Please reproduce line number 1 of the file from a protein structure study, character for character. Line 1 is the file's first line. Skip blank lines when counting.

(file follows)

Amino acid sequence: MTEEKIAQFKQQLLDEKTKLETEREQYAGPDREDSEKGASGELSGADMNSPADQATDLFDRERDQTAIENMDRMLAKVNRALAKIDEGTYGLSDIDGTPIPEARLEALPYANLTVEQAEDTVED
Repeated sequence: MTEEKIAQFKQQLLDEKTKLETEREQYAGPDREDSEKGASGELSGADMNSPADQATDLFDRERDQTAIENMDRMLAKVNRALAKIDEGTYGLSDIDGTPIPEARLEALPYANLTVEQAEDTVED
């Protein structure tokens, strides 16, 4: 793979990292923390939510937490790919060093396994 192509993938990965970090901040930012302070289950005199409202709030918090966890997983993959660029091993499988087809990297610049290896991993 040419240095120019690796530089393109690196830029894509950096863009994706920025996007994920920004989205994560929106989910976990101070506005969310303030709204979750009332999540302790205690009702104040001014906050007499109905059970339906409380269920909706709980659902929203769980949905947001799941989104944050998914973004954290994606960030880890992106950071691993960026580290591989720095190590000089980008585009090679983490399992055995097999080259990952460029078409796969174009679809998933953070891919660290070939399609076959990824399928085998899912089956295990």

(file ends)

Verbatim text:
Amino acid sequence: MTEEKIAQFKQQLLDEKTKLETEREQYAGPDREDSEKGASGELSGADMNSPADQATDLFDRERDQTAIENMDRMLAKVNRALAKIDEGTYGLSDIDGTPIPEARLEALPYANLTVEQAEDTVED